I do not work in quantum information theory, but I think my insights can be generalised with some care. For whatever it’s worth, I have published two single-author papers arising from my PhD in computational physics.
First note that in most subfields of physics I am aware of, single-author papers are rare. This is simply due to the nature of academia where most work is done by a student or postdoc and supervised by a professor. This doesn’t mean however that single-author papers are not valued. Showing tons of examples of multi-author works (as your PhD advisor apparently did) doesn’t prove anything. That doubly applies if those papers were all experimental, as it’s far easier to produce single-author papers in theory.
Since your PhD advisor’s statement was about physics in general, it can also be falsified by just looking at how well single-author papers tend to do. It took me a few minutes to find some recently published single-author papers in Physical Review Letters, and I could not even filter for theoretical papers, let alone single-author papers. If you want to be sure about your particular subfield, look for single-author papers in it and check whether those that you find are regularly cited. Maybe you already cite some yourself. Just beware that since those papers are inherently rare, you really have to search till you have a statistically relevant population.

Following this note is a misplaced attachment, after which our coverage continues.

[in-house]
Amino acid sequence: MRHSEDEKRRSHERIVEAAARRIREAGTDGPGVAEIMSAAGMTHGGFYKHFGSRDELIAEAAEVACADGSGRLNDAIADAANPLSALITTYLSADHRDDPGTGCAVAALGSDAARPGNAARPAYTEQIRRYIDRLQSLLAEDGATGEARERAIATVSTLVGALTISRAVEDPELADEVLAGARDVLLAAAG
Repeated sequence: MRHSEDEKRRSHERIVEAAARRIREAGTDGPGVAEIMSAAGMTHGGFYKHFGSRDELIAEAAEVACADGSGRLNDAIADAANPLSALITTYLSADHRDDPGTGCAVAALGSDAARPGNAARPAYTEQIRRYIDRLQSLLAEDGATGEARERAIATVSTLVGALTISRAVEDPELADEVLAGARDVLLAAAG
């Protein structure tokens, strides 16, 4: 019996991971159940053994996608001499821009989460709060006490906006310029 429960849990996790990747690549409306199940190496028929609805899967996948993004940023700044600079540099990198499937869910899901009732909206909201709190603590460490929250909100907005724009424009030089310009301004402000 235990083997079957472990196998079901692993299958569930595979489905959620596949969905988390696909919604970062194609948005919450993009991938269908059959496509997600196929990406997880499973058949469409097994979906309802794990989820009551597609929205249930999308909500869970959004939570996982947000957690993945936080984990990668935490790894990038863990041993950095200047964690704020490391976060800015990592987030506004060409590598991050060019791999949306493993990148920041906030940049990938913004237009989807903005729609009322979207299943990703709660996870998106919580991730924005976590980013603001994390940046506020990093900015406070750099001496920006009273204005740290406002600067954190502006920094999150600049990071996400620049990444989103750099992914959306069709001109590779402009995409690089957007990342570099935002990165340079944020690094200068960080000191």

If you are a postdoc advisor would you encourage your postdocs to write single-author papers? As a PhD advisor what would you think of your ex-students when they write their own papers?
I think that this may be a false proxy for what you actually want to know. Papers do not (or at least should not) become single-author papers because you design your research like that from the beginning. Rather, you set out on a project you conceived and it turns out that you complete it without any external input qualifying anybody else for authorship. Mind that this includes the writing process for which previous publication experience is extremely helpful, if not essential.
That being said, suppose I supervise somebody and the above happened: They conceived a project and completed it without any relevant input by me or anybody else (but with me being aware of it, assuming I am their boss). If I do not see any flaws (which of course would be relevant input), and they have the skills to handle the writing and publication process on their own, I would advise them to do exactly that. I would ensure that they have access to constructive criticism along the process, e.g., I would offer to read the manuscript (internal peer review), unless they have somebody else for that, hoping for nothing but an acknowledgement. One reason to encourage this is that they can demonstrate that they can perform and publish research on their own (which is what a PhD should qualify for), which can be crucial for their career.
Of course, you should be wary that this does not translate to all advisors and situations. Some people think they need to be the author of everything published by somebody in their group (violating authorship ethics). Some people might also get legitimately angry that you pursued a project without telling them anything about it, displaying a lack of trust or transparency towards their boss (in the work sense).
Further reading on this: